Recent Progress in Reactive Oxygen Species-Related Therapy for Disease Treatment

A special issue of Pharmaceutics (ISSN 1999-4923). This special issue belongs to the section "Drug Targeting and Design".

Deadline for manuscript submissions: closed (30 September 2023) | Viewed by 8073

Special Issue Editor

School of Science, Harbin Institute of Technology, Shenzhen 518055, China
Interests: polymer chemistry; molecular imaging probes; nanomedicines; prodrugs; aggregation-induced emission; fluorescence imaging; photoacoustic imaging; microscopy; wide-field imaging; two photon imaging; second harmonic imaging
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Special Issue Information

Dear Colleagues,

Reactive oxygen species (ROS)-related therapy has attracted increasing attention in the last decade. It has advantages in high efficacy and negligible multiple drug resistance and holds great promise to be the next generation of treatment paradigms for cancers and even bacterial infections. The therapeutic ROS can be generated by sensitizers under a variety of stimuli, including light, ultrasound, X-rays, microwaves, chemical reactions, hyperthermia, and electric current. Among these ROS-related therapies with different stimuli, each has its advantages and disadvantages. Achieving optimal therapeutic treatment outcomes requires a customized design of medicine systems specifically for the target diseases. In addition, the combinatory of ROS-related therapy with other therapies such as chemotherapy, photothermal therapy, and radiotherapy would synergistically boost the treatment efficacy.

In this Special Issue, we systematically update the latest research progress on ROS-related therapy and its combinatory therapy. The special focus is on the state-of-the-art of medicine design, formulation technology, and their applications in the therapy of tumors and bacterial infection. This issue is a valuable platform for interested researchers to actively participate in the discussion. We accept original research articles, critical review papers, and commentaries to stimulate the further development of ROS-related therapy for disease treatment.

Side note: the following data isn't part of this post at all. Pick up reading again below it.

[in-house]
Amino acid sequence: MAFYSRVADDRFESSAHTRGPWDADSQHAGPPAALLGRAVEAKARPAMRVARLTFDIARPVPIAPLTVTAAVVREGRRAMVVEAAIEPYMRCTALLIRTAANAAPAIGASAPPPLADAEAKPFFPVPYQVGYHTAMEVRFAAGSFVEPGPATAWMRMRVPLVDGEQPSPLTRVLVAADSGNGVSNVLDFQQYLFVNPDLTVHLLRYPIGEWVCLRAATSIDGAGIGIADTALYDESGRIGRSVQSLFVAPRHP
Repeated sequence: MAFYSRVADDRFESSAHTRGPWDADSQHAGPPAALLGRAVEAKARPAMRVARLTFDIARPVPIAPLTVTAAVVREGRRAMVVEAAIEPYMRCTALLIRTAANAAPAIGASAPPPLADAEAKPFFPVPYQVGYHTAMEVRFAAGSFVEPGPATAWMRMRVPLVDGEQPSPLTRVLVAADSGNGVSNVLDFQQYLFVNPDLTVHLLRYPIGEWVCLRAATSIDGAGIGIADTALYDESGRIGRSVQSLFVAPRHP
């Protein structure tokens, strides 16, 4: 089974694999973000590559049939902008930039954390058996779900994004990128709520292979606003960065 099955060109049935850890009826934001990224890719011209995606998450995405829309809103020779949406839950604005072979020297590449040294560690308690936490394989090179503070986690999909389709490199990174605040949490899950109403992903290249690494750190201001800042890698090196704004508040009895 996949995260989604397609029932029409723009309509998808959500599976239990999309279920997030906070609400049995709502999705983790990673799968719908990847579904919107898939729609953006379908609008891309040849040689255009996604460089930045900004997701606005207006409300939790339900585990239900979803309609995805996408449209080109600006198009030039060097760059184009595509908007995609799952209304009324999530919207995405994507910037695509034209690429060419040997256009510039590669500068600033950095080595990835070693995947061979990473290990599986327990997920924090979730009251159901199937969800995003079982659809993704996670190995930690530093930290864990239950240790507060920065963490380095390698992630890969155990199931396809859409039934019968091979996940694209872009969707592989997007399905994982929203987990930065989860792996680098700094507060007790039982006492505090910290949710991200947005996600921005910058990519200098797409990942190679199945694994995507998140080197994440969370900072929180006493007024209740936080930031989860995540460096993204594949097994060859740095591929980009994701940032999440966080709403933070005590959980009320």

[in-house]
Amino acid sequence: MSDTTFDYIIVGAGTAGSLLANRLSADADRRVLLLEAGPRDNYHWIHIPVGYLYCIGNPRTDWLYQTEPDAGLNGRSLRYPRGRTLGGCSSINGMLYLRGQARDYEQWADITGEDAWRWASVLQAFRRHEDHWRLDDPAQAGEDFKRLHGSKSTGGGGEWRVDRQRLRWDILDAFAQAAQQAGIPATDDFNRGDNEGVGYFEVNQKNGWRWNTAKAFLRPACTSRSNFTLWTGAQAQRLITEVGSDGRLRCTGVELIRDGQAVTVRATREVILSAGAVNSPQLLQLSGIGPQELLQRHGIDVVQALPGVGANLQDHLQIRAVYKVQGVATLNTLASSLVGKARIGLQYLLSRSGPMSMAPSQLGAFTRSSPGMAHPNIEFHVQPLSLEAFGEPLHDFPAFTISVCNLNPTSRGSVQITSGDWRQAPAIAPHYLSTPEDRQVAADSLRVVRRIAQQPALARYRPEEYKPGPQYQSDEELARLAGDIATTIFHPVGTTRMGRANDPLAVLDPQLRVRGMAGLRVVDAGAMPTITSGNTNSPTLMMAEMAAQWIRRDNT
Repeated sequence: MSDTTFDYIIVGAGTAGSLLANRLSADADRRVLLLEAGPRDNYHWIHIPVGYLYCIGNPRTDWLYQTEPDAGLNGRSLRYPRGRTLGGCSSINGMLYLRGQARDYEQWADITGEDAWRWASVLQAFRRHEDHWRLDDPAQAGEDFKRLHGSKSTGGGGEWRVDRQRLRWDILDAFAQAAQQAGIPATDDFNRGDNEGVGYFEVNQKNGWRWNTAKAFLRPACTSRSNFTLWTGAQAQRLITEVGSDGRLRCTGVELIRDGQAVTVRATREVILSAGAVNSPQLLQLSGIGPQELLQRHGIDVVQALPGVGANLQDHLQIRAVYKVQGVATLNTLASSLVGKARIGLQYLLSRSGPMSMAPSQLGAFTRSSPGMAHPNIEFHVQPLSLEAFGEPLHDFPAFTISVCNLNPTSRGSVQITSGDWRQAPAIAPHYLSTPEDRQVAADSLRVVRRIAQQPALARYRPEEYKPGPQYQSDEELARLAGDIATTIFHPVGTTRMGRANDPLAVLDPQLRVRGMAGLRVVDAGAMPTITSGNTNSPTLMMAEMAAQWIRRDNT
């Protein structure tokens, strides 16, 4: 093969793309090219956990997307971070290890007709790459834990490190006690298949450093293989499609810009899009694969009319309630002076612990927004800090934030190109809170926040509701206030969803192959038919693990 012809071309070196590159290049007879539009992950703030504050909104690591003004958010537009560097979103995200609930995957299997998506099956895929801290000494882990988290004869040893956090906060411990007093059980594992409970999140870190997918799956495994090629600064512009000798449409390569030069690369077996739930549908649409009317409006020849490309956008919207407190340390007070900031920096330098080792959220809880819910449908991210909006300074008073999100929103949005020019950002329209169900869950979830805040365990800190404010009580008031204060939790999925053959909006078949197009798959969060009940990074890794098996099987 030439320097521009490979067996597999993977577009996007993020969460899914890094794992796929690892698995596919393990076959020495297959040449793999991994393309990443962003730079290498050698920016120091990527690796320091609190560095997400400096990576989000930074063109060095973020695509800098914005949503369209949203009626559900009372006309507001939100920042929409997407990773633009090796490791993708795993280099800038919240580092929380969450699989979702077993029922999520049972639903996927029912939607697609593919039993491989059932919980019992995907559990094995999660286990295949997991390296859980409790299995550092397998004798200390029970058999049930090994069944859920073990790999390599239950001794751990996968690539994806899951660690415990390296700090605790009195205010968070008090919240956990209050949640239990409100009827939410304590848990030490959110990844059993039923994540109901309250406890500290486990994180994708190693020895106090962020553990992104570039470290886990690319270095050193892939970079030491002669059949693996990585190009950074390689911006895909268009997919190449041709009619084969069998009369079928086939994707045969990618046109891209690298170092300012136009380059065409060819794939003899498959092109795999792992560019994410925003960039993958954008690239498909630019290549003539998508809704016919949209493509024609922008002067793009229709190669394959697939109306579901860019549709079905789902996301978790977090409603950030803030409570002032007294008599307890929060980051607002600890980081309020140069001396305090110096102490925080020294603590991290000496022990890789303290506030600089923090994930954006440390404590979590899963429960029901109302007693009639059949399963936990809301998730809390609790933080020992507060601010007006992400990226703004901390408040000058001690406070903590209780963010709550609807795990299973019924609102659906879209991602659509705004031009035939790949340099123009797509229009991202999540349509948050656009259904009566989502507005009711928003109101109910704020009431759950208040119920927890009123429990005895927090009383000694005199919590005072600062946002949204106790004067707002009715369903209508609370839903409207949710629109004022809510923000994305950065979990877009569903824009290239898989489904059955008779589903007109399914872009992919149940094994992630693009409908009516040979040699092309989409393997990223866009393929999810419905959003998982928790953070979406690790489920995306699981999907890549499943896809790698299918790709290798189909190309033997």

Research areas may include, but are not limited to, the following:

  • Photodynamic therapy
  • Sonodynamic therapy
  • X-ray dynamic therapy
  • Chemodynamic therapy
  • Electric-dynamic therapy
  • Hyperthermia induced dynamic therapy
  • Nanomedicines
  • Imaging-guided therapy
  • Combinatory Therapy
  • Therapy of cancers and bacterial infection
  • Targeted Therapy

We look forward to receiving your contributions.

Dr. Bing Guo
Guest Editor

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Published Papers (5 papers)

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Research

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15 pages, 3770 KiB  
Article
A NIR-Activated and Mild-Temperature-Sensitive Nanoplatform with an HSP90 Inhibitor for Combinatory Chemotherapy and Mild Photothermal Therapy in Cancel Cells
by Yingying Peng, Hanlin Jiang, Bifei Li, Yue Liu, Bing Guo and Wei Gan
Pharmaceutics 2023, 15(9), 2252; https://doi.org/10.3390/pharmaceutics15092252 - 31 Aug 2023
Cited by 2 | Viewed by 999
Abstract
Mild photothermal therapy (PTT) shows great potential to treat cancers while avoiding unwanted damage to surrounding normal cells. However, the efficacy of mild PTT is normally moderate because of the low hyperthermia temperature and limited light penetration depth. Chemotherapy has unlimited penetration but [...] Read more.
Mild photothermal therapy (PTT) shows great potential to treat cancers while avoiding unwanted damage to surrounding normal cells. However, the efficacy of mild PTT is normally moderate because of the low hyperthermia temperature and limited light penetration depth. Chemotherapy has unlimited penetration but often suffers from unsatisfactory efficacy in view of the occurrence of drug resistance, suboptimal drug delivery and release profile. As a result, the combinatory of chemotherapy and mild PTT would integrate their advantages and overcome the shortcomings. Herein, we synthesized an NIR-activatable and mild-temperature-sensitive nanoplatform (BDPII-gel@TSL) composed of temperature-sensitive liposomes (TSL), heat shock protein 90 (HSP90) inhibitor (geldanamycin) and photothermal agent (BDPII), for dual chemotherapy and mild PTT in cancer cells. BDPII, constructed with donor-acceptor moieties, acts as an excellent near-infrared (NIR) photothermal agent (PTA) with a high photothermal conversion efficiency (80.75%). BDPII-containing TSLs efficiently produce a mild hyperthermia effect (42 °C) under laser irradiation (808 nm, 0.5 W cm−2). Importantly, the phase transformation of TSL leads to burst release of geldanamycin from BDPII-gel@TSL, and this contributes to down-regulation of the overexpression of HSP90, ensuring efficient inhibition of cancer cell growth. This research provides a dual-sensitive synergistic therapeutic strategy for cancer cell treatment. Full article